Another type of exponential growth is the Malthusian growth model. Sometimes called the simple exponential growth model, it is essentially exponential growth based on a constant rate of compound interest. Named after the Reverend Thomas Robert Malthus. At best, it can be described as an approximate physical law as it is generally acknowledged that nothing can grow at a constant rate indefinitely (Cassell's "Laws Of Nature," Professor James Trefil, 2002). Professor of Populations Joel E. Cohen has that the simplicity of the model makes it useful for very short-term predictions and of not much use for predictions beyond 10 or 20 years ("How Many People Can The Earth Support," 1995).

The Malthusian growth model is the direct ancestor of the logistic function. Pierre Francois Verhulst first published his logistic growth function in 1838 after he had read Malthus' "An Essay on the Principle of Population."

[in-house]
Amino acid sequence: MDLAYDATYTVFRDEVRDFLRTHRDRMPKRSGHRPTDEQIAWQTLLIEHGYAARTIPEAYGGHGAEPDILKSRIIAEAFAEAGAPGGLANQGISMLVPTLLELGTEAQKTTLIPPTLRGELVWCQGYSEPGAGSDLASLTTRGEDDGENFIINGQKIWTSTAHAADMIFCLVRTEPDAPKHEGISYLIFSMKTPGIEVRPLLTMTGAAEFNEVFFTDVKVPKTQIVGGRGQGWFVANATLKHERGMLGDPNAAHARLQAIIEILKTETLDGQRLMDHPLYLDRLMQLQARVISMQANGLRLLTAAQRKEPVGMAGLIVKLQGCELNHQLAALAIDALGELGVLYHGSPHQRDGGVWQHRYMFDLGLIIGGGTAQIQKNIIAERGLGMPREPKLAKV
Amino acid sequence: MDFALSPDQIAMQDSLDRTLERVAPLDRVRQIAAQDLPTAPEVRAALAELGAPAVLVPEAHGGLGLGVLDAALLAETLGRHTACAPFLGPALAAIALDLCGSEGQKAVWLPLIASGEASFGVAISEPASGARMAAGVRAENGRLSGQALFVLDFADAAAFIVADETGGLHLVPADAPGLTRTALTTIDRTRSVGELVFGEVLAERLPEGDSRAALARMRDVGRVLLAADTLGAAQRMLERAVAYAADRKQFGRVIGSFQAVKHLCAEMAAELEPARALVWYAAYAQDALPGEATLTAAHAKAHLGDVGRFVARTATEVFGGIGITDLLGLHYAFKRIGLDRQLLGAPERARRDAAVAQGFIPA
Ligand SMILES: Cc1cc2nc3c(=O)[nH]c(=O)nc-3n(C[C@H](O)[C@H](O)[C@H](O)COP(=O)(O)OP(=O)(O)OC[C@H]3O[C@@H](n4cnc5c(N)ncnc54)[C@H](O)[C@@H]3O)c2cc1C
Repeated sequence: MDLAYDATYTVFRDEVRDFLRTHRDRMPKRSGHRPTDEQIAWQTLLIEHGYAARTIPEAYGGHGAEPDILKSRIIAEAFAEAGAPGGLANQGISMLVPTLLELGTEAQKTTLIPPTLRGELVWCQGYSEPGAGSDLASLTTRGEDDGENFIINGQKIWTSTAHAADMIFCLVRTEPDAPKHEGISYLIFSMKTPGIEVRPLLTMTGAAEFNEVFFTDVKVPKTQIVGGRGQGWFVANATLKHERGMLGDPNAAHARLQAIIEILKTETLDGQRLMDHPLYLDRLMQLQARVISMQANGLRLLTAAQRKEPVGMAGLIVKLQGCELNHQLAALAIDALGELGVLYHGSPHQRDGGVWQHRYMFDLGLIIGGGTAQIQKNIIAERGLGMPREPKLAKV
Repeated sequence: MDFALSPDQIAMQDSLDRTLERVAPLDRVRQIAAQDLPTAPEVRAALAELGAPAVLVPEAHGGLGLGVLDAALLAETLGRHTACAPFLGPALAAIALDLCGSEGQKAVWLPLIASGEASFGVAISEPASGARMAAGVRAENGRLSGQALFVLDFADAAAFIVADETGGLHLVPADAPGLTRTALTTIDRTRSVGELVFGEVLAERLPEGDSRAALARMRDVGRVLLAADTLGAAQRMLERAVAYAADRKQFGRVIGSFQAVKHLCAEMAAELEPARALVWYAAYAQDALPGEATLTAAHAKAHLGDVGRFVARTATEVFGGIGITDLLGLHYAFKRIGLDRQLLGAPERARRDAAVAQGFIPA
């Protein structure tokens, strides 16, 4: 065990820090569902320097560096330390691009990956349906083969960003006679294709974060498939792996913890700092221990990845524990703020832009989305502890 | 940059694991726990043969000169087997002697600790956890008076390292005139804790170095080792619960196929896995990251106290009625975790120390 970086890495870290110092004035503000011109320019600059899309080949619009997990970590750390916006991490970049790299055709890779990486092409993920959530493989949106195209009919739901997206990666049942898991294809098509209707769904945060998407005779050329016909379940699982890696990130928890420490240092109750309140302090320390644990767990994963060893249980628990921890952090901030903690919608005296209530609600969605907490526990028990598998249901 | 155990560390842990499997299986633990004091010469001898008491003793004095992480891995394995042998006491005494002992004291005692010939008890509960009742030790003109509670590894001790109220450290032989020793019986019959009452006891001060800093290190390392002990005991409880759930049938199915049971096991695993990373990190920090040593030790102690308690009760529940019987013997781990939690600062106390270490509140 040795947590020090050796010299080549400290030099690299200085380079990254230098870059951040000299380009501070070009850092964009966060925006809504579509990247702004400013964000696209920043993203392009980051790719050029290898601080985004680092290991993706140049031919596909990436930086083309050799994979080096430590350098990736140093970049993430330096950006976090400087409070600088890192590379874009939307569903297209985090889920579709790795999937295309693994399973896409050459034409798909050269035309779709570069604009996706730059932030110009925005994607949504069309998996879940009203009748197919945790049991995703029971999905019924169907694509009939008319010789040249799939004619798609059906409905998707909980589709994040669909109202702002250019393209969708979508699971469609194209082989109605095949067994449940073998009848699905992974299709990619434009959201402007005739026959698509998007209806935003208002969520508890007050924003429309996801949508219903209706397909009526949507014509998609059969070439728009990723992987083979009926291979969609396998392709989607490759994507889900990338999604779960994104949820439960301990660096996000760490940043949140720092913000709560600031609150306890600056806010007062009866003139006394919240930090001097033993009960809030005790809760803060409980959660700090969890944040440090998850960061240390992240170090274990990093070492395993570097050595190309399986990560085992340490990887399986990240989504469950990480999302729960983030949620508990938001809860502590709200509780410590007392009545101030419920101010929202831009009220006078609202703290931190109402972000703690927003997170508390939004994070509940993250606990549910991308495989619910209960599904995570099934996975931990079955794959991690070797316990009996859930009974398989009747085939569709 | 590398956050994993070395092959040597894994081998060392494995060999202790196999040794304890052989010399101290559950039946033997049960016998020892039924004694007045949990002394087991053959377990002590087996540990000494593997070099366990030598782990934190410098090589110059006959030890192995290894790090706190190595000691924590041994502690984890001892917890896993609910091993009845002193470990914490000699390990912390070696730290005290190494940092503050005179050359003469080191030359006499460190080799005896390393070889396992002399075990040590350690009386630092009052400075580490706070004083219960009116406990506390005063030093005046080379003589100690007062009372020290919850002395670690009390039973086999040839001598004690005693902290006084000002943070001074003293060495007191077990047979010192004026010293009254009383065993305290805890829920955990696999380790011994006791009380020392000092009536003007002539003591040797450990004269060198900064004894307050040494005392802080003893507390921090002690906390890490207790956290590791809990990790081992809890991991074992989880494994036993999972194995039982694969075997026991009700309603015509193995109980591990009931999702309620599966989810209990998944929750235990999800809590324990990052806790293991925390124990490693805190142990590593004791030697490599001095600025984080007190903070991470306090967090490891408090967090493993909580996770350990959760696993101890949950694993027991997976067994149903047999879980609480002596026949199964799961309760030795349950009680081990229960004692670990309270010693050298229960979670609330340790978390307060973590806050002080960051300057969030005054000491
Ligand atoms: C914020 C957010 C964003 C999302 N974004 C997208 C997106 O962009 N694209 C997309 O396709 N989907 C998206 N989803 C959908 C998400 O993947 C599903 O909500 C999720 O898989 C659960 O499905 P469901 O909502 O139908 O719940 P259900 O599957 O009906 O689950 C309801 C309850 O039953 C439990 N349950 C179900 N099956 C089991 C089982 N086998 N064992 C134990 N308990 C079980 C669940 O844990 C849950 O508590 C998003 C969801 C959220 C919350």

The sigmoid function

A logistic function or logistic curve models the S-curve of growth of some set P. The initial stage of growth is approximately exponential; then, as competition arises, the growth slows, and at maturity, growth stops. The untrammeled growth can be modelled as a rate term +rKP (a percentage of P). But then, as the population grows, some members of P (modelled as − rP2) interfere with each other in competition for some critical resource (which can be called the bottleneck, modelled by K). This competition diminishes the growth rate, until the set P ceases to grow (this is called maturity).

A logistic function is defined by the mathematical formula:

for real parameters a, m, n, and τ. These functions find applications in a range of fields, from biology to economics.

For example, in the development of an embryo, a fertilized ovum splits, and the cell count grows: 1, 2, 4, 8, 16, 32, 64, etc. This is exponential growth. But the fetus can grow only as large as the uterus can hold; thus other factors start slowing down the increase in the cell count, and the rate of growth slows (but the baby is still growing, of course). After a suitable time, the child is born and keeps growing. Ultimately, the cell count is stable; the person's height is constant; the growth has stopped, at maturity.

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